4 Reasons Your Training Videos Don’t Belong on YouTube—And What You Should Do Instead
Here’s a question for you: What kinds of sensitive, personal information about yourself would you be willing to include in a video you planned to share via YouTube?
Almost certainly, you wouldn’t trust YouTube with a video that held your credit card information, medical history, or any number of other pieces of personal data.
So why do so many people trust YouTube with their business’ private information? Be it compliance training, product training, new hire onboarding, internal announcements, social learning expertise, or any of a truly surprising number of other examples, many businesses trust some of their most privileged information to YouTube.
Relying on YouTube, however, comes with steep tradeoffs. To make the best choice for your organization’s video library, let’s look into what those tradeoffs are, and the pros and cons of your best alternatives.
The Tradeoffs: Why Not Share Training Videos on YouTube?
1. “Private” isn’t private enough: While YouTube does enable you to make your videos non-public, for most businesses, those options aren’t perfect. Setting your videos as “private,” for example, locks down access, but videos marked “private” can only be shared with up to 50 people.
If your headcount is higher than 50, your only other option is to make your video “unlisted.” However, there’s nothing preventing “unlisted” videos from being re-shared publicly—there are even re-sharing sites such as UnlistedVideos.com that will find your should-have-been-privaterecordings particularly interesting.
2. “Search” doesn’t find much: For a company owned by Google, YouTube’s video search is surprisingly old school. It doesn’t search the actual content of the videos, the words spoken or shown on screen. It only looks at the tags, titles, and other basic information about the video that’s manually entered when the file is uploaded.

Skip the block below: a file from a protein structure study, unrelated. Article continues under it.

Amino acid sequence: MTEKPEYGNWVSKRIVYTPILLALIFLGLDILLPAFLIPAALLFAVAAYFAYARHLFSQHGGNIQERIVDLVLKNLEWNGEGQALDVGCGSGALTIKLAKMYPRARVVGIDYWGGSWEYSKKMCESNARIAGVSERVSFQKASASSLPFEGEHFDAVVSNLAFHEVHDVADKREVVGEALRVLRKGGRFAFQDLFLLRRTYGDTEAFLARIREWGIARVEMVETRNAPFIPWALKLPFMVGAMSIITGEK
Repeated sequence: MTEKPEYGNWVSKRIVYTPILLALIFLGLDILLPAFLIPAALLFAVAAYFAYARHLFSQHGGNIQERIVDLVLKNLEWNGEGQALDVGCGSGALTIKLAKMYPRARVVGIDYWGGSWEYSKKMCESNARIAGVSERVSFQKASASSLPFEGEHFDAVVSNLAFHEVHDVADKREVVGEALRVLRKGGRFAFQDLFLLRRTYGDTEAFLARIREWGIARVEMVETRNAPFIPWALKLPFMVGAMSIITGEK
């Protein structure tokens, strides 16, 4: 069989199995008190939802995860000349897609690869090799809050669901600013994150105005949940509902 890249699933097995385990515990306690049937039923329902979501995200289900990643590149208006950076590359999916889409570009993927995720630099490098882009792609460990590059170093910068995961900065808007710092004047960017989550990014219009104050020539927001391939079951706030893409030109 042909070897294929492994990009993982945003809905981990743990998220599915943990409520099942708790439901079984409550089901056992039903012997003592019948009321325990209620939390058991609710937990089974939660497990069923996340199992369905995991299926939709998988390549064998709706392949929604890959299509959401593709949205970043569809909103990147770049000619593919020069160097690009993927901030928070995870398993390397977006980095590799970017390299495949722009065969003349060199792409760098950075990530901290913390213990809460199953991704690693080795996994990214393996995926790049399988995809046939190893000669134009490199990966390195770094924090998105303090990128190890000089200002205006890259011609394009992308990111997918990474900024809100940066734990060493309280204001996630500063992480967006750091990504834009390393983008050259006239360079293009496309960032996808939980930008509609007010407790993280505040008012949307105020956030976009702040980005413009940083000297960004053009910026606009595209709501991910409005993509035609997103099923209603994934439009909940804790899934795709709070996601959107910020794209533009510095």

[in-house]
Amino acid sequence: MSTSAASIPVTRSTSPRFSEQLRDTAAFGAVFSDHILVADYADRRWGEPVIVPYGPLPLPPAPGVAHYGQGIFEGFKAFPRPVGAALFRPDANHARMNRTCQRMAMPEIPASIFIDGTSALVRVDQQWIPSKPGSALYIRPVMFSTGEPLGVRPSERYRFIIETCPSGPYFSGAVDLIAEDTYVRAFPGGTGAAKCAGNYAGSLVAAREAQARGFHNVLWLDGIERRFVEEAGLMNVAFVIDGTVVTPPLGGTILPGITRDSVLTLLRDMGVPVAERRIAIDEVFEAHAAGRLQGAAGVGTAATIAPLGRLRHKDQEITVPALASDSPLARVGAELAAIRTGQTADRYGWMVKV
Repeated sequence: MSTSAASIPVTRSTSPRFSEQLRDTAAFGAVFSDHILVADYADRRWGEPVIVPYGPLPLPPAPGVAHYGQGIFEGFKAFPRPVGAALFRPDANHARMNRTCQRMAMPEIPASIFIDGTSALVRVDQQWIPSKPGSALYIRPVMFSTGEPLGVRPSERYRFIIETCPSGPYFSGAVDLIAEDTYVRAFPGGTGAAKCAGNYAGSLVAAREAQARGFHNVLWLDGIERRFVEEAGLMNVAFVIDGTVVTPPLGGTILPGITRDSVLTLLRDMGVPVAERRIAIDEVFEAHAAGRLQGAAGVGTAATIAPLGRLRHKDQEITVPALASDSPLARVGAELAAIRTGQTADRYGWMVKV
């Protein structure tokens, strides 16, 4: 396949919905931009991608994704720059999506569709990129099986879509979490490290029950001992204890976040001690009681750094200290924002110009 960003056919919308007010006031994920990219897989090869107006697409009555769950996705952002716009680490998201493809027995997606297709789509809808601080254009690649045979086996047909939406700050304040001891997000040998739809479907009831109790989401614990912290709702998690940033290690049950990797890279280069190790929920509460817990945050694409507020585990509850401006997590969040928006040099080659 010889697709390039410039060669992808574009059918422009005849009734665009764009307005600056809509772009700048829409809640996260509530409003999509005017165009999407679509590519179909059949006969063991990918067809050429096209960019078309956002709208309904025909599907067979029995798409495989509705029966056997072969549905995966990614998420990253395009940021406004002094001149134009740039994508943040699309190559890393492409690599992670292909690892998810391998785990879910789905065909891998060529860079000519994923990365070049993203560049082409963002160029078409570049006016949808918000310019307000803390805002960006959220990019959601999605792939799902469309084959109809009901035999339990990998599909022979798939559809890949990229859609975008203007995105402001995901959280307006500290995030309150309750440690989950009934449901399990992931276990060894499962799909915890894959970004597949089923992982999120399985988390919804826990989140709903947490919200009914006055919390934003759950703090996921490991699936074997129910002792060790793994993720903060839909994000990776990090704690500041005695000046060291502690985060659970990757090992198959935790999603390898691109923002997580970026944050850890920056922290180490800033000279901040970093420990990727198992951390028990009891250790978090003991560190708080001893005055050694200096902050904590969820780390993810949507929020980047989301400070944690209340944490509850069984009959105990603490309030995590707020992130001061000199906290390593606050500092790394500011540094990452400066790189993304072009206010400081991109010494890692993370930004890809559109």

Trouble is, in a 45-minute presentation, somewhere between 1,000 and 3,000 words will be spoken that may be of value to an employee searching for information. Tagging those thousand terms would take hours, and even when done well, still only helps a viewer find the beginning of the video. From there, your employee is left to click randomly through the timeline to find the relevant moment he or she needs. That’s a terrible experience, and will mean that fewer employees will look to your videos as on-demand sources of information.
3. The analytics aren’t specific enough: YouTube only provides analytics reports in aggregate, not for individual viewers. Want to know whether Sam in accounting watched the latest compliance video in full or stopped short? Or to add a quiz to see if he understood your content? YouTube can’t help.
What’s more, if you ever need to make an edit to a video already hosted on YouTube, you’ll lose all viewing stats associated with it. So it’s fair to ask: How many training videos have you produced that never needed an update?
4. You get what you pay for: YouTube is a free tool built for consumers. That leaves three challenges for businesses:
First, YouTube’s terms of service aren’t on your side. When you upload a video to YouTube, the terms state you “grant YouTube a worldwide, non-exclusive, royalty-free, sublicenseable, and transferable license to” your content. That’s a significant right to sign away.